Students cry foul over athlete unions

April 23, 2014: 6:15 AM ET
NCAA: To pay or not to pay?
NEW YORK (CNNMoney)

While some college athletes say that it's only fair that schools treat them like employees, their non-athlete peers are crying foul.

Nearly half of U.S. college students surveyed over the past two weeks said they opposed the idea of student athletes forming unions -- just as a regulatory board ruled that some can do just that.

Even more than half said they believe unionization would accelerate the increasing cost of college for all students.

Fluent, a marketing company that targets college students, surveyed 900 students, most of whom are non-athletes. Less than one-third said they were in favor of college-athlete unionization.

Related: Labor board says Northwestern football players can unionize

"From our conversations with college students, it's clear this issue matters to more than just the student-athlete," said Michael Carey, a vice president at Fluent, in a release.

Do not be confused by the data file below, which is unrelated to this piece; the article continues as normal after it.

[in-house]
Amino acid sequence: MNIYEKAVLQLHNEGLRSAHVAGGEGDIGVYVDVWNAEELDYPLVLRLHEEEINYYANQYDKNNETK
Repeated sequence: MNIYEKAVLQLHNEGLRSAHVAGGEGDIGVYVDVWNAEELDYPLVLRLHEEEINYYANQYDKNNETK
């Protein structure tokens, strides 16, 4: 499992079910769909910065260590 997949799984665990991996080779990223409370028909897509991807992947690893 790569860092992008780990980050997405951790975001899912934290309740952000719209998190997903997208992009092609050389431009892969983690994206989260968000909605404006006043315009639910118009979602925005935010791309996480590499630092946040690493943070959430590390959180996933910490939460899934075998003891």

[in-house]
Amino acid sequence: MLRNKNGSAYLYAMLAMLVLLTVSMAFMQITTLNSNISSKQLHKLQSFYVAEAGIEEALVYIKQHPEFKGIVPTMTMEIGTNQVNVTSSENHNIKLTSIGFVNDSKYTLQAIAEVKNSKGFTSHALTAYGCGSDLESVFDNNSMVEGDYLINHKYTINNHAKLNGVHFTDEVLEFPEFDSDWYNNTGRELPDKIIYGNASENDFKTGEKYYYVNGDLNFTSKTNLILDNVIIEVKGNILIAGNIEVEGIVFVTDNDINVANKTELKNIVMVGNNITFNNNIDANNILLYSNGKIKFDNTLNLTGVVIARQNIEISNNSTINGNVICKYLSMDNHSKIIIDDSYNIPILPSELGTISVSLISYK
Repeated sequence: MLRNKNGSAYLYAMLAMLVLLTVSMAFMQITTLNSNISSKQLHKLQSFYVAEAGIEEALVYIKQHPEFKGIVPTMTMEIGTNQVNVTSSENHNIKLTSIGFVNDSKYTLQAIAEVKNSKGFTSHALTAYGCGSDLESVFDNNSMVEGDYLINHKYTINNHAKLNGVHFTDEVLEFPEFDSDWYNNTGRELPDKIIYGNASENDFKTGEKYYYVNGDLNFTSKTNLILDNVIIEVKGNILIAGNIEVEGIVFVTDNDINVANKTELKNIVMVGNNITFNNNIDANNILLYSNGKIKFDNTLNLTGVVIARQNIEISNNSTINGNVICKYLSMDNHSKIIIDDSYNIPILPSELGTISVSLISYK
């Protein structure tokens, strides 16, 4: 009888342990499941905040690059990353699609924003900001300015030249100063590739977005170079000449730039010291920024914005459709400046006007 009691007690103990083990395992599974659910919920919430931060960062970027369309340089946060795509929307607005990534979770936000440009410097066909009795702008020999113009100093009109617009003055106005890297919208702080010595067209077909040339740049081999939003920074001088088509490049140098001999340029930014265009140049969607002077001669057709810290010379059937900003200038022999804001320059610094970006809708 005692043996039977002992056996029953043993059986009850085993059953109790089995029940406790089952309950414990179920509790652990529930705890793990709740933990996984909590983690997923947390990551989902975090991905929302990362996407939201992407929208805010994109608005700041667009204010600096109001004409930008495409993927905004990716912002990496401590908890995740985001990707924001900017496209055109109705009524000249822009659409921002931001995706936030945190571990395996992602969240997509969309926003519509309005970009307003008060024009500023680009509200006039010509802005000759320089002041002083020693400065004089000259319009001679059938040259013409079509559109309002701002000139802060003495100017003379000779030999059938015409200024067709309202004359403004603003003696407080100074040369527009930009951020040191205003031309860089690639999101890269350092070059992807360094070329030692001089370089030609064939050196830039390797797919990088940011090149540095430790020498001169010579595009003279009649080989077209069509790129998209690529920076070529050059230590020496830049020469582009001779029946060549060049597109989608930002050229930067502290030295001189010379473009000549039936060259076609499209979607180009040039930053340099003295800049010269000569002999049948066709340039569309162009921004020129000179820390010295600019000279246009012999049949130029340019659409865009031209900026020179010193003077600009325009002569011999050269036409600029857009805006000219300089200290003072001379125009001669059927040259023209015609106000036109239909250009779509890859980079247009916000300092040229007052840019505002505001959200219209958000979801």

Many say they fear unionization will create greater inequality between student-athletes and non-athletes on campus, and between athletes who play different sports.

The National Labor Relations Board ruled in March that football players at Northwestern University are employees of the college and have the right to unionize. The football team will vote Friday about whether or not they will form a union. If they do unionize, the college could have to cover the cost of better medical coverage, concussion testing, and possibly even pay for the student-athletes.

Arne Duncan: Time to rethink NCAA pay

Advocates of the change argue that college athletes deserve to be treated like employees because they already receive pay in the form of scholarships, work between 20 and 50 hours per week and generate millions of dollars for their schools.

But not everyone is a fan. The coach of the Northwestern football team and some if its players are against forming a union. And the university has said it will appeal the ruling from the labor board.

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